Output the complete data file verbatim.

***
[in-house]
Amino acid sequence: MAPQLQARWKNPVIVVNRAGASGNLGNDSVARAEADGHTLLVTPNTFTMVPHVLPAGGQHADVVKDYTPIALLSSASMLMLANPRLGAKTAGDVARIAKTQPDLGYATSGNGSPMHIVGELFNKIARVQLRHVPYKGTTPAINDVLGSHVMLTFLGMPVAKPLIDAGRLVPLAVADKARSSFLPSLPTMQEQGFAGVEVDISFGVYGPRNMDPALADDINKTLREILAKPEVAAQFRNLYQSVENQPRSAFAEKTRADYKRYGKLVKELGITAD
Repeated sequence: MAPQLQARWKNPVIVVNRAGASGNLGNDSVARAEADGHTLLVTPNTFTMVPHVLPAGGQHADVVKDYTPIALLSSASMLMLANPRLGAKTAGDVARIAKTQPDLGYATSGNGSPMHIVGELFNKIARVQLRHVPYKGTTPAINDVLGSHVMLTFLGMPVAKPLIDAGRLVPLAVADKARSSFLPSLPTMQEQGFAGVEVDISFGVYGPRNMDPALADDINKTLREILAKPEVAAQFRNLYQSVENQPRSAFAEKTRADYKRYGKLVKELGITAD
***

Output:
[in-house]
Amino acid sequence: MAPQLQARWKNPVIVVNRAGASGNLGNDSVARAEADGHTLLVTPNTFTMVPHVLPAGGQHADVVKDYTPIALLSSASMLMLANPRLGAKTAGDVARIAKTQPDLGYATSGNGSPMHIVGELFNKIARVQLRHVPYKGTTPAINDVLGSHVMLTFLGMPVAKPLIDAGRLVPLAVADKARSSFLPSLPTMQEQGFAGVEVDISFGVYGPRNMDPALADDINKTLREILAKPEVAAQFRNLYQSVENQPRSAFAEKTRADYKRYGKLVKELGITAD
Repeated sequence: MAPQLQARWKNPVIVVNRAGASGNLGNDSVARAEADGHTLLVTPNTFTMVPHVLPAGGQHADVVKDYTPIALLSSASMLMLANPRLGAKTAGDVARIAKTQPDLGYATSGNGSPMHIVGELFNKIARVQLRHVPYKGTTPAINDVLGSHVMLTFLGMPVAKPLIDAGRLVPLAVADKARSSFLPSLPTMQEQGFAGVEVDISFGVYGPRNMDPALADDINKTLREILAKPEVAAQFRNLYQSVENQPRSAFAEKTRADYKRYGKLVKELGITAD